Five tips for anti-counterfeiting in the automotive sector

Posted on

The more successful the brand, the more likely the products will be targeted by counterfeiters and the automotive industry is particularly susceptible; so here are Barker Brettell’s top five tips to combat the copycats:

Govern the use of trade mark rights

This may sound like a simple one, but it is crucial that you use your trade mark in the correct manner on labelling and packaging to ensure the mark remains valid. This also includes all licensee products. Licensees need to meet the same standards of complying with trade mark guidelines, otherwise this would cause confusion when comparing a genuine product to a fake.

You should also think about employing the most up to date anti-counterfeiting devices, such as Mylar threads, security labels, QR codes, on all products that your brand produces. You should also ensure your licensees adhere to the same requirements.

Monitor all forms of e-commerce platforms – even ones you do not suspect

It is important to broaden your search to other sites, even if you do not suspect to find any counterfeit goods.

As a matter of course, large brands should be monitoring for counterfeit goods on business to consumer sites such as Ebay and Amazon, and of course on business to business sites such as Alibaba, DHgate, and AliExpress.

Often automotive marques attract customers with extreme brand loyalty, generating numerous social media pages and groups where people discuss and share their love for the brand. Unfortunately within these, there will often be individuals attempting to sell counterfeit goods. Companies can monitor this area of the internet by, for example, creating a Facebook account for the company and joining those pages and groups. The response of online social media and social networking companies regarding counterfeit issues varies, but if a problem is detected on Facebook for example, it has an excellent in-house takedown system where it can remove the post or page within a few days if it conflicts with your intellectual property right.

Who needs counterfeiters when you have friends? Educate employers, customers and associates about the brand

Educate the importance of brand enforcement to employees, customers and associates. They may be unaware that the trading of counterfeit goods is a problem and the harm it can cause to the brand and business at large. By actively communicating how to identify a genuine product from a fake, it empowers friends of the marque to identify themselves as custodians of the business, and they in turn become a vital tool in stopping the counterfeits.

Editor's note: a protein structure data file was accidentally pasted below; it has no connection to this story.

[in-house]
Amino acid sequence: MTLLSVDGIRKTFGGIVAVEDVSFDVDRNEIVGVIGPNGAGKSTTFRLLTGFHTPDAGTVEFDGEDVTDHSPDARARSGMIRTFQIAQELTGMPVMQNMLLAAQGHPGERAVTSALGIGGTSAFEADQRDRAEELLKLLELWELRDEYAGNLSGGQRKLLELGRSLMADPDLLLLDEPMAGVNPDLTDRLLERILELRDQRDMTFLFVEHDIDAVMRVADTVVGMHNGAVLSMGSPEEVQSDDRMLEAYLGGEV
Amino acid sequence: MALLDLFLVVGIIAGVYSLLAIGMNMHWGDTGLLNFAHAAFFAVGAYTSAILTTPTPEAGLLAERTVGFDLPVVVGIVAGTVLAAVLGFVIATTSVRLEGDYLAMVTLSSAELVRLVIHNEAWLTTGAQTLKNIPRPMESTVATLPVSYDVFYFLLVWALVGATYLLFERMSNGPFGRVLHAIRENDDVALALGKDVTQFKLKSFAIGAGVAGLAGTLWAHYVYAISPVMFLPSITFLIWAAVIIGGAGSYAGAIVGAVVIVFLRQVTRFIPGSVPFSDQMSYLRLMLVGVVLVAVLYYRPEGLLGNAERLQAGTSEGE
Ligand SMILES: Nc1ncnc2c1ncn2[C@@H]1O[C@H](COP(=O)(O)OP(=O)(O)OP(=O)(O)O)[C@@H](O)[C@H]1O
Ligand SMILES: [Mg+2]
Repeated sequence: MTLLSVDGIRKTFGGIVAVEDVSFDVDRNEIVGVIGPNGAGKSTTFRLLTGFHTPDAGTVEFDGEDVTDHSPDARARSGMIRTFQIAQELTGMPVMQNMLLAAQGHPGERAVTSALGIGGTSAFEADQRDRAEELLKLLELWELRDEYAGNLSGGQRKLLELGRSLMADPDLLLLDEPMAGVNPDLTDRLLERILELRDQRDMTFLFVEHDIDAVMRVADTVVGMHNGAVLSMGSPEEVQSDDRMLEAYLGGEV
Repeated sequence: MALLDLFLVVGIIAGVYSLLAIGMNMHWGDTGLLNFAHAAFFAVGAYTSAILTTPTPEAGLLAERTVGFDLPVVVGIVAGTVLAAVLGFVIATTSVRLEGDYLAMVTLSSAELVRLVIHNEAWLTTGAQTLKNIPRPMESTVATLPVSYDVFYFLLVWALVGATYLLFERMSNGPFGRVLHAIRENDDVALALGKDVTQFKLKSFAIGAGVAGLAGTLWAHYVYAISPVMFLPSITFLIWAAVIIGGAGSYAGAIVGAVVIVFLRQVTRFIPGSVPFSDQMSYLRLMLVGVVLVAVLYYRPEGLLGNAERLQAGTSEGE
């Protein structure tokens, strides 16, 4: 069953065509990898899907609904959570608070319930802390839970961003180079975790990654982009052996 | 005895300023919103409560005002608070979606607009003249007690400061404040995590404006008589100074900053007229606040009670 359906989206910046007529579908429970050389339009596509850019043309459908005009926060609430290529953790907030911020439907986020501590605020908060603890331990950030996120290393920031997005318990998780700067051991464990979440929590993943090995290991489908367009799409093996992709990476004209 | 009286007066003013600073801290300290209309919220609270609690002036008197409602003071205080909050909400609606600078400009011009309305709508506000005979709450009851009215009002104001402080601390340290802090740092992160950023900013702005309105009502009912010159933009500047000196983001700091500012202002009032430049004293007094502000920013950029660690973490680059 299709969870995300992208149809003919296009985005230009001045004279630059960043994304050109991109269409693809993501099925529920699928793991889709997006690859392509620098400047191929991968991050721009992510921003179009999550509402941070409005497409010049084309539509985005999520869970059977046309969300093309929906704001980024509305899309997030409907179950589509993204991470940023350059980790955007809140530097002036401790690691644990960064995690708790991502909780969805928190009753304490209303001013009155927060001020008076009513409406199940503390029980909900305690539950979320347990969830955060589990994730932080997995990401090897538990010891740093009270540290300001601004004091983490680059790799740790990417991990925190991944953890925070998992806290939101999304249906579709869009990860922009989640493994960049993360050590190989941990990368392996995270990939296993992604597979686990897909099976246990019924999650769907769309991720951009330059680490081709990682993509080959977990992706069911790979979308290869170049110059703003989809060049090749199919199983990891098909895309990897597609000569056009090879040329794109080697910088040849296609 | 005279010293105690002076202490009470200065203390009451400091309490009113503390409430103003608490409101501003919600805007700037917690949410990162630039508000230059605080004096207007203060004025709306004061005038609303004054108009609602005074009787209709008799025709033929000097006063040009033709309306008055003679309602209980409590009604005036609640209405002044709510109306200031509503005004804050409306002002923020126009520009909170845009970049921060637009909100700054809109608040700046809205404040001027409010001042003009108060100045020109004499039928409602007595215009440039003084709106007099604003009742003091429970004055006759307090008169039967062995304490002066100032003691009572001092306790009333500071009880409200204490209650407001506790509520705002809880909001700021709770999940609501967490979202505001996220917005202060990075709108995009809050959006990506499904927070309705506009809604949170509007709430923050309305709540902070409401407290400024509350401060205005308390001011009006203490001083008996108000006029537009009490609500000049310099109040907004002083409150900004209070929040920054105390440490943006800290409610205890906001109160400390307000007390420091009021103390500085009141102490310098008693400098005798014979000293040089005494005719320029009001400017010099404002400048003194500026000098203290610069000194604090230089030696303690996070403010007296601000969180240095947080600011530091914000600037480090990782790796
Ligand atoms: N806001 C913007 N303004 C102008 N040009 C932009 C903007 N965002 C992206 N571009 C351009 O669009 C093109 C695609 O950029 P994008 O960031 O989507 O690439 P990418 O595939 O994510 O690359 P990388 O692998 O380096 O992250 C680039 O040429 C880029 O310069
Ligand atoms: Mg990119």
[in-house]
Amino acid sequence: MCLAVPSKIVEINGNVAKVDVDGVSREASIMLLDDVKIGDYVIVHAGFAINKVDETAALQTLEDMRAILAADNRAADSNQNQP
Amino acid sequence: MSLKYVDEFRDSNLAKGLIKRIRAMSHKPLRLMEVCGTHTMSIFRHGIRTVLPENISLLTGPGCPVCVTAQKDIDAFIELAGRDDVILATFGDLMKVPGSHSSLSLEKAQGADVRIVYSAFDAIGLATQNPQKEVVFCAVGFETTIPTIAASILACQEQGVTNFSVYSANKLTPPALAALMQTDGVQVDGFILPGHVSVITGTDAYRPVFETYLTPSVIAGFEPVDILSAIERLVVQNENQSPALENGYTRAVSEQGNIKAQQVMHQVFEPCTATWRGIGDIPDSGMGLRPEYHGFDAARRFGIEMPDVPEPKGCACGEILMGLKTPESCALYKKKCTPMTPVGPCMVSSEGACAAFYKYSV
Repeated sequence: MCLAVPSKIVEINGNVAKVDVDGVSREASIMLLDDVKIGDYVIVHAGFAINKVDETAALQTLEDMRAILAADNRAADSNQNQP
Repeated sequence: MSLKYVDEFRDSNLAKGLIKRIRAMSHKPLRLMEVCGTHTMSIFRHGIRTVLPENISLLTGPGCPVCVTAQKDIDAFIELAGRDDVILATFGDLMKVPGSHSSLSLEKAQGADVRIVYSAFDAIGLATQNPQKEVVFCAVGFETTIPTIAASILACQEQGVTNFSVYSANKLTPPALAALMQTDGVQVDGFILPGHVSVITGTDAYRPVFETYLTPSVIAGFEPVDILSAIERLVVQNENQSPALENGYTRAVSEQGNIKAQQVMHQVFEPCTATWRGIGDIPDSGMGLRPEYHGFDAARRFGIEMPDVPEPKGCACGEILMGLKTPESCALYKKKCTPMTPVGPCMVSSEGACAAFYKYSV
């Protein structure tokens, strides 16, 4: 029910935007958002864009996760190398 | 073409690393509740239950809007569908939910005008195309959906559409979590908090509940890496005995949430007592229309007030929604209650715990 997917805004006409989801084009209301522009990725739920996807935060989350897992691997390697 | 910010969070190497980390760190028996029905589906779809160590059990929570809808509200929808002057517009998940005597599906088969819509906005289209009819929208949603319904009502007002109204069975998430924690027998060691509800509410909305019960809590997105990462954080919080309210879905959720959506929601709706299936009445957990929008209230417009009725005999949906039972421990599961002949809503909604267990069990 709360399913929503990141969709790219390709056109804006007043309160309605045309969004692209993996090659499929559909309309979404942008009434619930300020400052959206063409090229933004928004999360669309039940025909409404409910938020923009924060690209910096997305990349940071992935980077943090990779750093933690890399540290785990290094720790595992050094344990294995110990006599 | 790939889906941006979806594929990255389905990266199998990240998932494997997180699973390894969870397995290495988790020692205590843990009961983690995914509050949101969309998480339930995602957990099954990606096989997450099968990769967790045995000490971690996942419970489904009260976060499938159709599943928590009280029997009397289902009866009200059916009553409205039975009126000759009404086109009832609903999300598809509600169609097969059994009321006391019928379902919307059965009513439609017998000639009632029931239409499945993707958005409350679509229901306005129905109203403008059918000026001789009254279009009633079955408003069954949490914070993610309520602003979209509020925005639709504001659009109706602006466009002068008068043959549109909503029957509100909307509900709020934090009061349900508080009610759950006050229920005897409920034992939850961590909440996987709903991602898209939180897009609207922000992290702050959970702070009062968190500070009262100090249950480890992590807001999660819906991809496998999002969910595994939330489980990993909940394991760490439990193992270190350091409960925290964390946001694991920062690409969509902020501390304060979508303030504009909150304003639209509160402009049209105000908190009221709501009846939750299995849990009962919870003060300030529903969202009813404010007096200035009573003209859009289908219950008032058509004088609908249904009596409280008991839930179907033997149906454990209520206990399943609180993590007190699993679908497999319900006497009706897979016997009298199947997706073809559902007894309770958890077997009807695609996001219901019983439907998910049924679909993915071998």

Rally the brand ambassadors – enforce at rallies and brand events

Every car show, new model launch or owners club rallies attract small markets in and around the venue which sell general merchandise. Enforcing IP rights at these events can be hugely beneficial. The message will spread amongst the market of sellers that the brand will not tolerate counterfeit goods or infringing use of trade marks.

Furthermore, if a counterfeiter is actually selling counterfeit goods on a site under the brand’s banner, the company should be able to remove the seller immediately. This is assuming the vendor has signed a contract agreeing not to sell or promote illegal goods on site, including counterfeit goods.

Collaborate with other non-automotive brands

Collaborating and sharing knowledge and experiences with other brands is hugely beneficial to learn where they are finding counterfeits and what they are doing to combat the counterfeiters. Obviously, learning from other automotive brands would be beneficial as the brands would share the same market. However, even learning from completely unrelated brands can be beneficial in learning how they combat counterfeits and share experiences.

If you feel that your brand is under threat from counterfeiters, and would like to discuss the matter in more detail, please get in touch with the author or contact your usual Barker Brettell attorney.